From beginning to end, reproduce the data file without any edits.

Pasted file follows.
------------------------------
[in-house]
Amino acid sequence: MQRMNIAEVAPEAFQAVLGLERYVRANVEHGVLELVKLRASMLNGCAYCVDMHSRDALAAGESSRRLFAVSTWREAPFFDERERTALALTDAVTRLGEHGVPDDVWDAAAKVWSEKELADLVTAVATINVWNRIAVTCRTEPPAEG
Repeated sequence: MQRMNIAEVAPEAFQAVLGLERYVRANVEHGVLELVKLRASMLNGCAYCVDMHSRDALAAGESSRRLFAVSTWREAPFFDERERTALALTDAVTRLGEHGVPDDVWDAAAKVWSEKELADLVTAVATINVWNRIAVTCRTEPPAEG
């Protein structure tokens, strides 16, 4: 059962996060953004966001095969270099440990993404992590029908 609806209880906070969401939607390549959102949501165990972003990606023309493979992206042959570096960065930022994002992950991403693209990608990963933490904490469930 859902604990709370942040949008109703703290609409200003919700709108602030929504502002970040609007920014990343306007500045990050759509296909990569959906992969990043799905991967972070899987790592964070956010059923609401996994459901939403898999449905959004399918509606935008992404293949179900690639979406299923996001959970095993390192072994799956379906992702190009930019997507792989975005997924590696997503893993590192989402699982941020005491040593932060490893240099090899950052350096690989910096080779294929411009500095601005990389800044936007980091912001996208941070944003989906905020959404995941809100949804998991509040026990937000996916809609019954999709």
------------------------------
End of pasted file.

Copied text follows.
[in-house]
Amino acid sequence: MQRMNIAEVAPEAFQAVLGLERYVRANVEHGVLELVKLRASMLNGCAYCVDMHSRDALAAGESSRRLFAVSTWREAPFFDERERTALALTDAVTRLGEHGVPDDVWDAAAKVWSEKELADLVTAVATINVWNRIAVTCRTEPPAEG
Repeated sequence: MQRMNIAEVAPEAFQAVLGLERYVRANVEHGVLELVKLRASMLNGCAYCVDMHSRDALAAGESSRRLFAVSTWREAPFFDERERTALALTDAVTRLGEHGVPDDVWDAAAKVWSEKELADLVTAVATINVWNRIAVTCRTEPPAEG
């Protein structure tokens, strides 16, 4: 059962996060953004966001095969270099440990993404992590029908 609806209880906070969401939607390549959102949501165990972003990606023309493979992206042959570096960065930022994002992950991403693209990608990963933490904490469930 859902604990709370942040949008109703703290609409200003919700709108602030929504502002970040609007920014990343306007500045990050759509296909990569959906992969990043799905991967972070899987790592964070956010059923609401996994459901939403898999449905959004399918509606935008992404293949179900690639979406299923996001959970095993390192072994799956379906992702190009930019997507792989975005997924590696997503893993590192989402699982941020005491040593932060490893240099090899950052350096690989910096080779294929411009500095601005990389800044936007980091912001996208941070944003989906905020959404995941809100949804998991509040026990937000996916809609019954999709």